As much as I hate hearing people say exercise is the best way to release tension and refocus your energy, you can’t help but agree the amazing rush you get when you get yourself out there and move around.  It doesn’t have to be a full-on work out, but could be as simple as going for a walk, try a bit of yoga, go for a bike ride.  Or even as simple as putting on your favourite dance tracks and dancing around your bedroom. It gets the endorphins surging for a bit and allows your body to pull away from your mind.

dancingSpell it out

For some people, myself included, writing out your feelings can be very therapeutic.  You may think that it’ll just bring you closer to the negativity you’re feeling, but that’s only while you’re writing them down.  Just the exercise of getting the words out can do you a wonder of good, as it allows you to look at the situation from a different perspective.  And perhaps allow you to actually work through that negativity in a more creative way.

Give someone a hand

There’s no better feeling you can get than when you’ve helped out a fellow human being with someone.  It be helping a mate move house or paint their new place, or even as simple as cat-sitting for a friend while they’re away.

Or if you want to take it further, there are numerous volunteer opportunities in your community, which allows you to make a more tangible positive difference in someone’s life.

In the end, helping someone else out can be very fulfilling and help you fill your head with new positivity.  It’ll also get you out of your cave and give you a chance to interact with others who need you.

No news is good news

Let’s be honest – there isn’t a lot of positivity shown on the nightly news, so if you’re already feeling a bit down, then turn it off.  Don’t even watch it, regardless of how intrigued you are about certain events occurring around the world.  The last thing you need is to feed your negative feelings with stories of war, murder, closed-minded politics or any other horrible thing they show each night.

Instead turn your brain onto something different, something beautiful and positive.  Read your favourite novel.  Watch your favourite movie.  Listen to your most uplifting diva.  Basically seek out the good stuff in life, and let the positivity take over your being.

Show those pearly whites

smile not crySometimes a smile, or even a good laugh, can do wonders for your negative feelings and help turn your energy back into positivity.

We’ve all heard that tired cliched saying ‘Turn that frown upside down’, usually from someone who doesn’t know what to say about what you’re going through.  And as lame as you may think that advise it, it’s actually quite valid.  Making yourself smile and laugh can be contagious, and before you know it, you’re feeling right as rain.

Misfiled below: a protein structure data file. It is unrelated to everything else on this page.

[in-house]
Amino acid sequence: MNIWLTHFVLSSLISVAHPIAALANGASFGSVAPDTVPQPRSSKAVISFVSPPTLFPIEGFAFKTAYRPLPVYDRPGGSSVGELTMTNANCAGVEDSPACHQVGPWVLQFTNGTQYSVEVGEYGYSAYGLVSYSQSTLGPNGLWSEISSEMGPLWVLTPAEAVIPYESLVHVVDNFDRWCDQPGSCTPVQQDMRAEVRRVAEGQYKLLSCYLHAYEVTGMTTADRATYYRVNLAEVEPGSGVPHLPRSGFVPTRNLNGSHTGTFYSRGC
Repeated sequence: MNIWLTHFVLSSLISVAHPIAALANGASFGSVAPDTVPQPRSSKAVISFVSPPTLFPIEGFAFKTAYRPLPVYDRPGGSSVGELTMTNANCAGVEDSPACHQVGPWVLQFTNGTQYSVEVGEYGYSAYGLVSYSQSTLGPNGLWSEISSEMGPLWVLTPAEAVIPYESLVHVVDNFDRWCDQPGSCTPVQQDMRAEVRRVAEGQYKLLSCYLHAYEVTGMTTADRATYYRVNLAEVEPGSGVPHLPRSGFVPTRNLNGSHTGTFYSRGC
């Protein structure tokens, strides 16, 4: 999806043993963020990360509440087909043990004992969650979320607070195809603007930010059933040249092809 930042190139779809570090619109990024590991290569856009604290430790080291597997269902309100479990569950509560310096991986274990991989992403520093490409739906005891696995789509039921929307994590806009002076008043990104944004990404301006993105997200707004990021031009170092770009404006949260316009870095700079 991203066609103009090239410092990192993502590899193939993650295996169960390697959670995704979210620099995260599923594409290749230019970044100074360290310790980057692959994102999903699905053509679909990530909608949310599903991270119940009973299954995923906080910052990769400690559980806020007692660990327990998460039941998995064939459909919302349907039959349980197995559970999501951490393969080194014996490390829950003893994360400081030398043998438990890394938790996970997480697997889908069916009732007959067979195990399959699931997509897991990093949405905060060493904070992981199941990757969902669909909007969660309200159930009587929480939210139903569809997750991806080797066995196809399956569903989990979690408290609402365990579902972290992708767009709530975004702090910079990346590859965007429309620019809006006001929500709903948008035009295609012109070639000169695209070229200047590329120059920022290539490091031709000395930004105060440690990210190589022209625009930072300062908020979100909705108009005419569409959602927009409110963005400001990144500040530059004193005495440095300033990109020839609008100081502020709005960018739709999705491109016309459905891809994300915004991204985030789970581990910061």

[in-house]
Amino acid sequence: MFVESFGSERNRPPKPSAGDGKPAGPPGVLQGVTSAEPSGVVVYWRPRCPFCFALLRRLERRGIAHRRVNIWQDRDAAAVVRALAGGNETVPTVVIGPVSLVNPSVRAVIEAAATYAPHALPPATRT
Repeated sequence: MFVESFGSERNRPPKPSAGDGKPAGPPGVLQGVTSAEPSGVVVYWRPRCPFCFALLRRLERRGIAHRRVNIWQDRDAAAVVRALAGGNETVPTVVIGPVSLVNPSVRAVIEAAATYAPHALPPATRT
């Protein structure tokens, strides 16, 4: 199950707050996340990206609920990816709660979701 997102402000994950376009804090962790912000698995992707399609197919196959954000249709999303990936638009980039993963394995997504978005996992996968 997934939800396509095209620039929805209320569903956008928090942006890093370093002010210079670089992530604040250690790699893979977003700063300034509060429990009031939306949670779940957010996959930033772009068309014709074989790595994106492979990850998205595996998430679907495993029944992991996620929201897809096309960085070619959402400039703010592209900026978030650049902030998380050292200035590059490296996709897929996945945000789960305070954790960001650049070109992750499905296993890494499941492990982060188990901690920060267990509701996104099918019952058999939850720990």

Turning your negative attitudes and feelings back into something more positive takes energy and effort on your part.  So go ahead and put the effort in.  Because in the end, you’ll only have yourself to thank for your own happiness.

This post was inspired by: You can control your attitude by Brian Tracy with article by Scott Stabile

Learning to Love Yourself

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Let’s be frank – before someone else can love how amazing you are, you need to learn to love yourself first.  Despite what you may think, self-love is not a crime..

And no, that’s not some naughty joke about masturbation.  😉

Being happy with yourself and loving who you are as a person is the first step towards fulfilling your dreams, achieving personal growth, and yes even finding that ultimate happy relationship with someone special.

SELF_LOVE_by_DesignADPDespite what some may think, loving oneself is not about being narcissistic or being so totally selfish that you think life revolves around you.  In fact it’s about finding a balance in your life, without neglecting your own feelings.

And at the same time we need to recognise that living for the positive feedback from others to bolster their sense of being ‘good enough’ is no substitute for loving yourself. Sure, it’s important to help others, especially loved ones, but it shouldn’t be your sole reason for living.

It’s about finding a balance between selfishness and selflessness.  You would become more emotionally balanced due to a healthier sense of what it means to be accepting of yourself – the good, bad and everything in between.

It ultimately helps if you can understand that you’re just as important as anyone else, and that your thoughts and feelings are valid.  It doesn’t matter if you grew up thinking others were better than you, because you can break the cycle and start learning to love yourself just the way you are.

Self-love involves the following (via Self-Love is Not a Crime: Learning to Love Yourself | World of Psychology):

Self-care.

Self-care means you treat yourself just as kindly and thoughtfully as you would anyone else. If you are uncomfortable doing something, then you don’t do it and that’s OK. Just because somebody might be disappointed that you didn’t help him or her, that’s his or her choice to feel that way.

Considering your needs.